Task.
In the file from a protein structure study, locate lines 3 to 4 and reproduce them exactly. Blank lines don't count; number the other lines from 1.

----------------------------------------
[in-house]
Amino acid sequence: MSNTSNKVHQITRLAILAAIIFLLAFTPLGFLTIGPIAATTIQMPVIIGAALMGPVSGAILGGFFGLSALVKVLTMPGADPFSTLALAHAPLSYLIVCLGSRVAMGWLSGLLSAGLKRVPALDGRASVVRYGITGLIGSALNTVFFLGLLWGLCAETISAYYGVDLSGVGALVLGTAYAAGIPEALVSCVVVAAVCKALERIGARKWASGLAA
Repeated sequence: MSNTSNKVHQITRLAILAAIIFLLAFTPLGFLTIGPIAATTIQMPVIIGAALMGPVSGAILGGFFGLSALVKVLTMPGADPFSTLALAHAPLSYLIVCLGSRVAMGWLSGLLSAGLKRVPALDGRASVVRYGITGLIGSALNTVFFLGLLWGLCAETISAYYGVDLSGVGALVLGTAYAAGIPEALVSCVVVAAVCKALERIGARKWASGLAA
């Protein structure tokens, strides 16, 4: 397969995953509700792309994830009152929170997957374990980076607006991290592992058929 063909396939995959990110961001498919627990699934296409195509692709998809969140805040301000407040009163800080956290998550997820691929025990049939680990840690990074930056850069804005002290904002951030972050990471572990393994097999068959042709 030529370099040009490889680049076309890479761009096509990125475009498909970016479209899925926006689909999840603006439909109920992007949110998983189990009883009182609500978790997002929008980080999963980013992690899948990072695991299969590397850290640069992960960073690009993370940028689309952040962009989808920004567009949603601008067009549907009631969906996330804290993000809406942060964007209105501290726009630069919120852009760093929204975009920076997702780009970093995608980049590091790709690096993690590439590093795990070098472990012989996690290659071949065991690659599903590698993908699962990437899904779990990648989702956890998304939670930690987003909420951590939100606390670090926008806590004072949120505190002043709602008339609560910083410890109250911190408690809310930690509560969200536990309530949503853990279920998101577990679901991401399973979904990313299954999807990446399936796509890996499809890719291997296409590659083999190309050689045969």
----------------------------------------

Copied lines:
Repeated sequence: MSNTSNKVHQITRLAILAAIIFLLAFTPLGFLTIGPIAATTIQMPVIIGAALMGPVSGAILGGFFGLSALVKVLTMPGADPFSTLALAHAPLSYLIVCLGSRVAMGWLSGLLSAGLKRVPALDGRASVVRYGITGLIGSALNTVFFLGLLWGLCAETISAYYGVDLSGVGALVLGTAYAAGIPEALVSCVVVAAVCKALERIGARKWASGLAA
């Protein structure tokens, strides 16, 4: 397969995953509700792309994830009152929170997957374990980076607006991290592992058929 063909396939995959990110961001498919627990699934296409195509692709998809969140805040301000407040009163800080956290998550997820691929025990049939680990840690990074930056850069804005002290904002951030972050990471572990393994097999068959042709 030529370099040009490889680049076309890479761009096509990125475009498909970016479209899925926006689909999840603006439909109920992007949110998983189990009883009182609500978790997002929008980080999963980013992690899948990072695991299969590397850290640069992960960073690009993370940028689309952040962009989808920004567009949603601008067009549907009631969906996330804290993000809406942060964007209105501290726009630069919120852009760093929204975009920076997702780009970093995608980049590091790709690096993690590439590093795990070098472990012989996690290659071949065991690659599903590698993908699962990437899904779990990648989702956890998304939670930690987003909420951590939100606390670090926008806590004072949120505190002043709602008339609560910083410890109250911190408690809310930690509560969200536990309530949503853990279920998101577990679901991401399973979904990313299954999807990446399936796509890996499809890719291997296409590659083999190309050689045969």